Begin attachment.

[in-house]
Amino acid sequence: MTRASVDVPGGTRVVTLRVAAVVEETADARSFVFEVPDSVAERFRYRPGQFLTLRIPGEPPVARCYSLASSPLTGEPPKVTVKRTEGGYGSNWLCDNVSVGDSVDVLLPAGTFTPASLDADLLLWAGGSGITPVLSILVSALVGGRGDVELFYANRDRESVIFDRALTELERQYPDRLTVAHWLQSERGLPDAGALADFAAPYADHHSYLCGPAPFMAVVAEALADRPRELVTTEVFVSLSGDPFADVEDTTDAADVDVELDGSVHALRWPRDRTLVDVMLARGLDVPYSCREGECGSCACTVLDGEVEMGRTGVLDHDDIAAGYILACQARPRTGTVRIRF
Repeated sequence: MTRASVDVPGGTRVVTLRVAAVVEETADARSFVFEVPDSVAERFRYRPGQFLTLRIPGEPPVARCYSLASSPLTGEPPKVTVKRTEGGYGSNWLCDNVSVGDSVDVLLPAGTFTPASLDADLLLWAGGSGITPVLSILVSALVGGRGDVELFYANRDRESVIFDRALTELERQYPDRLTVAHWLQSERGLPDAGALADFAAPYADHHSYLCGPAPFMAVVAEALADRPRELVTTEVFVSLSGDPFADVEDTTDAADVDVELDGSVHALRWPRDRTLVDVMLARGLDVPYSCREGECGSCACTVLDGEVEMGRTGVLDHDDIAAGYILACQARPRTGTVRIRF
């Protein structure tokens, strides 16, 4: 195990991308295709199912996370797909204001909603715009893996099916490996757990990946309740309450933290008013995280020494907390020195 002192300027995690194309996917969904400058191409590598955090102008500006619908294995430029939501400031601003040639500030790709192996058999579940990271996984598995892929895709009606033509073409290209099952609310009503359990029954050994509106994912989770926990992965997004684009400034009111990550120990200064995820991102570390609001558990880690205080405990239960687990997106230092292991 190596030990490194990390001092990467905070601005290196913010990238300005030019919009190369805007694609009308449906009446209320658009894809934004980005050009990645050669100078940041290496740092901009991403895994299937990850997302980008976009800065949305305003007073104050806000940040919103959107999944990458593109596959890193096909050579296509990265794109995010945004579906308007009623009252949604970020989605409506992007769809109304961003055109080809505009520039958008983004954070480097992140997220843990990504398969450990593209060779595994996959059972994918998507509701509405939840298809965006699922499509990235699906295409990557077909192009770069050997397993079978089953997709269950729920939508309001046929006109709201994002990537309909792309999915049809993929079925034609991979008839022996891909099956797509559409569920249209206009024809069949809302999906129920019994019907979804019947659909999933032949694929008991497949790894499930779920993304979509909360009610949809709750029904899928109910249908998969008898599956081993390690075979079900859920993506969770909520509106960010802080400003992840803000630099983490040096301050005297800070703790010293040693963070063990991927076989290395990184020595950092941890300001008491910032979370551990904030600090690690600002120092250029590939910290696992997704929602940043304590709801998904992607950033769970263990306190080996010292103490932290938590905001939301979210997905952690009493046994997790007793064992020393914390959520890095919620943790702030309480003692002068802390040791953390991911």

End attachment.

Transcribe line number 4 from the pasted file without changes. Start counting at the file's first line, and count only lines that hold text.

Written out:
């Protein structure tokens, strides 16, 4: 195990991308295709199912996370797909204001909603715009893996099916490996757990990946309740309450933290008013995280020494907390020195 002192300027995690194309996917969904400058191409590598955090102008500006619908294995430029939501400031601003040639500030790709192996058999579940990271996984598995892929895709009606033509073409290209099952609310009503359990029954050994509106994912989770926990992965997004684009400034009111990550120990200064995820991102570390609001558990880690205080405990239960687990997106230092292991 190596030990490194990390001092990467905070601005290196913010990238300005030019919009190369805007694609009308449906009446209320658009894809934004980005050009990645050669100078940041290496740092901009991403895994299937990850997302980008976009800065949305305003007073104050806000940040919103959107999944990458593109596959890193096909050579296509990265794109995010945004579906308007009623009252949604970020989605409506992007769809109304961003055109080809505009520039958008983004954070480097992140997220843990990504398969450990593209060779595994996959059972994918998507509701509405939840298809965006699922499509990235699906295409990557077909192009770069050997397993079978089953997709269950729920939508309001046929006109709201994002990537309909792309999915049809993929079925034609991979008839022996891909099956797509559409569920249209206009024809069949809302999906129920019994019907979804019947659909999933032949694929008991497949790894499930779920993304979509909360009610949809709750029904899928109910249908998969008898599956081993390690075979079900859920993506969770909520509106960010802080400003992840803000630099983490040096301050005297800070703790010293040693963070063990991927076989290395990184020595950092941890300001008491910032979370551990904030600090690690600002120092250029590939910290696992997704929602940043304590709801998904992607950033769970263990306190080996010292103490932290938590905001939301979210997905952690009493046994997790007793064992020393914390959520890095919620943790702030309480003692002068802390040791953390991911």